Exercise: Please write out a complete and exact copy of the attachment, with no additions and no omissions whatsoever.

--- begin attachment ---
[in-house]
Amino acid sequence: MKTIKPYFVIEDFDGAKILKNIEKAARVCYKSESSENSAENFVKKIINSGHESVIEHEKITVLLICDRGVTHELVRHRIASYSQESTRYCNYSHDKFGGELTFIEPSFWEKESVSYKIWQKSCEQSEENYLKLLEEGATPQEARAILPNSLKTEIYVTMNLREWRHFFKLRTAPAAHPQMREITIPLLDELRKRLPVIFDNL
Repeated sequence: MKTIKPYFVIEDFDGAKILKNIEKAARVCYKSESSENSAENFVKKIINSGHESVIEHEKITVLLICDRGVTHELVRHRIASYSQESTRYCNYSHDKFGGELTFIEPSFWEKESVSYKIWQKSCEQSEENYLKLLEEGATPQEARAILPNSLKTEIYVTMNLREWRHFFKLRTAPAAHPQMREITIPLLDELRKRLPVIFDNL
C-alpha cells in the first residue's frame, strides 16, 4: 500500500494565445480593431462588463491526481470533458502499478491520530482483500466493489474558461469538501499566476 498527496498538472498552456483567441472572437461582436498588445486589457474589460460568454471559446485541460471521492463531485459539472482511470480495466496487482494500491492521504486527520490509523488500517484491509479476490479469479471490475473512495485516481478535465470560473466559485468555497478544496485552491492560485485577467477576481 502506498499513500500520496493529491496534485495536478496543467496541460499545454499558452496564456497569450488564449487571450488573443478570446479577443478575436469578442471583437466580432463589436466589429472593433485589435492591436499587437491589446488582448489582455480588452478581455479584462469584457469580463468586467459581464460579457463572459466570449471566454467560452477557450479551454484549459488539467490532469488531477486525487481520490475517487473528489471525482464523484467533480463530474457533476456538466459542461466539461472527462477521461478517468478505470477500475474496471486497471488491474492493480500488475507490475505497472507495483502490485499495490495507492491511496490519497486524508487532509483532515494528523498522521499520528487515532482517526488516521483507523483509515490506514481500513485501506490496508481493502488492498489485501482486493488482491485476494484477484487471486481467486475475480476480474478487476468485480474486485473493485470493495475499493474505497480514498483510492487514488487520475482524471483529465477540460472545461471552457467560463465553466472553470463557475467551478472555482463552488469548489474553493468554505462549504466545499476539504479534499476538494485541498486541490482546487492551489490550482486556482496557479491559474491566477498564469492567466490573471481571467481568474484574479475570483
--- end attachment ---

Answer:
[in-house]
Amino acid sequence: MKTIKPYFVIEDFDGAKILKNIEKAARVCYKSESSENSAENFVKKIINSGHESVIEHEKITVLLICDRGVTHELVRHRIASYSQESTRYCNYSHDKFGGELTFIEPSFWEKESVSYKIWQKSCEQSEENYLKLLEEGATPQEARAILPNSLKTEIYVTMNLREWRHFFKLRTAPAAHPQMREITIPLLDELRKRLPVIFDNL
Repeated sequence: MKTIKPYFVIEDFDGAKILKNIEKAARVCYKSESSENSAENFVKKIINSGHESVIEHEKITVLLICDRGVTHELVRHRIASYSQESTRYCNYSHDKFGGELTFIEPSFWEKESVSYKIWQKSCEQSEENYLKLLEEGATPQEARAILPNSLKTEIYVTMNLREWRHFFKLRTAPAAHPQMREITIPLLDELRKRLPVIFDNL
C-alpha cells in the first residue's frame, strides 16, 4: 500500500494565445480593431462588463491526481470533458502499478491520530482483500466493489474558461469538501499566476 498527496498538472498552456483567441472572437461582436498588445486589457474589460460568454471559446485541460471521492463531485459539472482511470480495466496487482494500491492521504486527520490509523488500517484491509479476490479469479471490475473512495485516481478535465470560473466559485468555497478544496485552491492560485485577467477576481 502506498499513500500520496493529491496534485495536478496543467496541460499545454499558452496564456497569450488564449487571450488573443478570446479577443478575436469578442471583437466580432463589436466589429472593433485589435492591436499587437491589446488582448489582455480588452478581455479584462469584457469580463468586467459581464460579457463572459466570449471566454467560452477557450479551454484549459488539467490532469488531477486525487481520490475517487473528489471525482464523484467533480463530474457533476456538466459542461466539461472527462477521461478517468478505470477500475474496471486497471488491474492493480500488475507490475505497472507495483502490485499495490495507492491511496490519497486524508487532509483532515494528523498522521499520528487515532482517526488516521483507523483509515490506514481500513485501506490496508481493502488492498489485501482486493488482491485476494484477484487471486481467486475475480476480474478487476468485480474486485473493485470493495475499493474505497480514498483510492487514488487520475482524471483529465477540460472545461471552457467560463465553466472553470463557475467551478472555482463552488469548489474553493468554505462549504466545499476539504479534499476538494485541498486541490482546487492551489490550482486556482496557479491559474491566477498564469492567466490573471481571467481568474484574479475570483